Part of the reason I intend to release "The Goldenlea" for free rather than suppress it after "The Linen Butterfly" is done is because it will be a very different story. I've given it some thought, and I've decided that I want to remove all the high fantasy elements from the story.
Part of the reason for this is because with the new material I've written (originally a sequel to "The Goldenlea") I'm getting close to the limit of what Furplanet will print. The sequel material alone is close to 60,000 words, and with "The Goldenlea" at 98,000 we'd be looking at the fair side of 150,000 even with the "filler" scenes and excess narration removed. I hope to tame the whole thing down to about 100,000 words, which will still make it my longest book in print.
There's more to it, though. Basically, this goes back to before "The Goldenlea" was anything at all. Faol Carrick came from an unfinished attempt at a short story called "When Hell Doth Call," featuring a descendant of his, Sean Carrick (I re-use the name Sean in TLB, but in a completely different context). At the time I was working on that, I was also working on a novel called "Armarniss" with Leo Preston. Leo wanted a lot more high fantasy in the story than I was accustomed to. When that project fell through, I decided to do something kind of like "Armarniss," but my own way. I recycled this bit character and wrote 110,000 words (98,000 after ruthless editing) about his life and deeds over the course of about five years.
I made the enormous blunder of trying to write fantasy without reading other fantasy writers so they "didn't pollute my pure style." Those of you just beginning your journey as writers, take note: you are what you've read! If you have few influences, it will tell on you. Thus my original concept was pretty much "Lord of the Rings" meets "Redwall" because that was the extent of fantasy that I'd read. This is why I went through the trouble of actually creating a self-consistent language and alphabet for the Jiya. Good literature doesn't come from a vacuum; if you try to come up with something from a vacuum, what few influences you've had will fill that void. Originality is simply creating a new and engaging recombination of cultural memes, and if your vocabulary of cultural memes is stunted, your stories will show it.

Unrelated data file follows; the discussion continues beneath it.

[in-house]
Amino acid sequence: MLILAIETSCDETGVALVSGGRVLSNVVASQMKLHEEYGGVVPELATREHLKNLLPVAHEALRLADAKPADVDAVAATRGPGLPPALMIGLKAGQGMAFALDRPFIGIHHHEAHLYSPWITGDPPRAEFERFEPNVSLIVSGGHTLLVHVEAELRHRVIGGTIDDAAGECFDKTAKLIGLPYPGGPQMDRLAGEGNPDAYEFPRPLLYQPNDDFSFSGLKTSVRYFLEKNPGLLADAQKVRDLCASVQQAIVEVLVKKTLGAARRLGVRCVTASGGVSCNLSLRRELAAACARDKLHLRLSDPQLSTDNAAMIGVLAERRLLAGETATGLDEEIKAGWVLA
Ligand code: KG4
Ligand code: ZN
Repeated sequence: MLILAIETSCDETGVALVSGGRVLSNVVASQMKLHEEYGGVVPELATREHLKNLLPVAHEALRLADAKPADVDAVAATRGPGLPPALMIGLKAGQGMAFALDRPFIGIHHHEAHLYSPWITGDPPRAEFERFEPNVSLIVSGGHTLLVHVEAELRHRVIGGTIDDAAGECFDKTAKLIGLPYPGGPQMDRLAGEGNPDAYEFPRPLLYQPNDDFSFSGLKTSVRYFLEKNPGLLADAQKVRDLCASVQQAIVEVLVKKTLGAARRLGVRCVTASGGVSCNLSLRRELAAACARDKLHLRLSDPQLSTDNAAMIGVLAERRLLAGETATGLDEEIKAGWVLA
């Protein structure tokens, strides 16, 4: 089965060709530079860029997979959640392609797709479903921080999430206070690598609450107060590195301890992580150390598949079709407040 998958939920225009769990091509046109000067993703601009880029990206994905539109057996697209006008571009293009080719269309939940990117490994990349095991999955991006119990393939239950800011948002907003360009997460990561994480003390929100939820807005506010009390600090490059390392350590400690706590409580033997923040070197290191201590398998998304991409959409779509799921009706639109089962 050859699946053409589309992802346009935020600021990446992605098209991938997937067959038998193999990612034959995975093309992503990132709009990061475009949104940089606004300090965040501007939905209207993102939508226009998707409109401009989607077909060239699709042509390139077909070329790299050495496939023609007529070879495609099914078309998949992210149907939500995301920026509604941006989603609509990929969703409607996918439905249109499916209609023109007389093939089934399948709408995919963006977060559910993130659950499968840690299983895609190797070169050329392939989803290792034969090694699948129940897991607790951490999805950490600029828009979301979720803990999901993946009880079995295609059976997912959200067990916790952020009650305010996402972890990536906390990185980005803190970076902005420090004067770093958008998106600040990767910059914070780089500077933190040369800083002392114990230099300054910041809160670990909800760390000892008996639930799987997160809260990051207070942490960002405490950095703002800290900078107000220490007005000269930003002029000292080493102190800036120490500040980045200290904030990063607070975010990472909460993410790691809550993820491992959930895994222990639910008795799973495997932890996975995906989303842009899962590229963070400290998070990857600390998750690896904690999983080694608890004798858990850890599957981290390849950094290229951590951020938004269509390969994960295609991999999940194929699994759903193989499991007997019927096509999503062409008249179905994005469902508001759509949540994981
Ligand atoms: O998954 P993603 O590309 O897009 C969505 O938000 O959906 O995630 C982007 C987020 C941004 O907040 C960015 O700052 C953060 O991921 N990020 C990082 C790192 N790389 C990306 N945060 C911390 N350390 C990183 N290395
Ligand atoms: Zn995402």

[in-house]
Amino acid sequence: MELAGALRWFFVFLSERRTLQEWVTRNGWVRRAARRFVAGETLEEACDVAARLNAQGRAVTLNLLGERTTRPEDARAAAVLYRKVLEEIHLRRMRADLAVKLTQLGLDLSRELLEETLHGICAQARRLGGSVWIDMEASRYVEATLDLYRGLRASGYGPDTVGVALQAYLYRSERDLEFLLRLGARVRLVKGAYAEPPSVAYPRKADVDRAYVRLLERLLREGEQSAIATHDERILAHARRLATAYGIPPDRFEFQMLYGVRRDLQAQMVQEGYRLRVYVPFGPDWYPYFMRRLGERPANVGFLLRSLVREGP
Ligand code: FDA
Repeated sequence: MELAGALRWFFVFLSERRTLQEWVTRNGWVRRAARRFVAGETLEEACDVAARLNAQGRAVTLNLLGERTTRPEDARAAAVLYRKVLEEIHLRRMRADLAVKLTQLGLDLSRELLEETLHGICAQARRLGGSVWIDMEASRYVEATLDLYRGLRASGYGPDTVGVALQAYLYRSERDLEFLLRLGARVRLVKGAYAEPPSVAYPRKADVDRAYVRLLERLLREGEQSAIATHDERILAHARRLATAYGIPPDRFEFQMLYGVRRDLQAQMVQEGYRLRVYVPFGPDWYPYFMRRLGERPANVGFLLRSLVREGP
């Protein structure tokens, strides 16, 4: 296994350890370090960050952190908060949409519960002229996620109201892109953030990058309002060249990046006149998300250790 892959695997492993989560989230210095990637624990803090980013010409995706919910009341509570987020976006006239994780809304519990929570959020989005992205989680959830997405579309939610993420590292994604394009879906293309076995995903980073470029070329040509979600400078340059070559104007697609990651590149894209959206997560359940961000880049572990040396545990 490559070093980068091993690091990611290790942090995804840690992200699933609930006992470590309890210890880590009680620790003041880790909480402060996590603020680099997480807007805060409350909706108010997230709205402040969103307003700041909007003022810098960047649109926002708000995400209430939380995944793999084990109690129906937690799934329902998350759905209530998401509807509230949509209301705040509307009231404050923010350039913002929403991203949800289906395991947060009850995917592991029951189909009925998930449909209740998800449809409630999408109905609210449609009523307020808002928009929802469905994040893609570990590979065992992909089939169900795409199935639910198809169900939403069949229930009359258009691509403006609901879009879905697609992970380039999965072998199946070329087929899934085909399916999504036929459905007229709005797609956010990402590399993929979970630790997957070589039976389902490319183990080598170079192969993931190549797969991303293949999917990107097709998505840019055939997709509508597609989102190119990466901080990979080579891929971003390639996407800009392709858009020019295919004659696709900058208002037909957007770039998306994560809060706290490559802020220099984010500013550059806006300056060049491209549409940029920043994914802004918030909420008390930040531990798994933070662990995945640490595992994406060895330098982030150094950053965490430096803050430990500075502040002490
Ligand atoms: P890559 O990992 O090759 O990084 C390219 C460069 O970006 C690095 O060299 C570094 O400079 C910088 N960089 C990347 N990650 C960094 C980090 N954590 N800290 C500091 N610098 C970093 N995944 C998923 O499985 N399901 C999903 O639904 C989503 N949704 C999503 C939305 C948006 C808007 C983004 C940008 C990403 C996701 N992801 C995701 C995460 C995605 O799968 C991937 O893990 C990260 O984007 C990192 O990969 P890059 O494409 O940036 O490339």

But the level of high fantasy elements I included began shrinking bit by bit as I developed my concept, and by and by it became something of a stub; if you've read "The Goldenlea," you'll know it's actually taking place in a somewhat disenchanted world; anything that might pass for "magic" is easily explained with technology that any modern reader would be familiar with. Honestly, the bulk of the story plays out more like a cloak-and-dagger medieval swashbuckler, and that's where I'm at my strongest; the fantasy elements were weak at best and cringe-inducing at worst.
So I'll be true to myself for once, and write where my inspiration lies. I have enough of the original story that I can still use that it will be recognizable to readers of the first book, but I'm going to focus more on making the characters actually act like medieval nobles than on spinning some half-hearted high-fantasy story. Truth be told, I'm not a big high fantasy fan; my inspiration comes mainly from the history books and the fantasies I weave are a very different sort from what Tolkein worked with.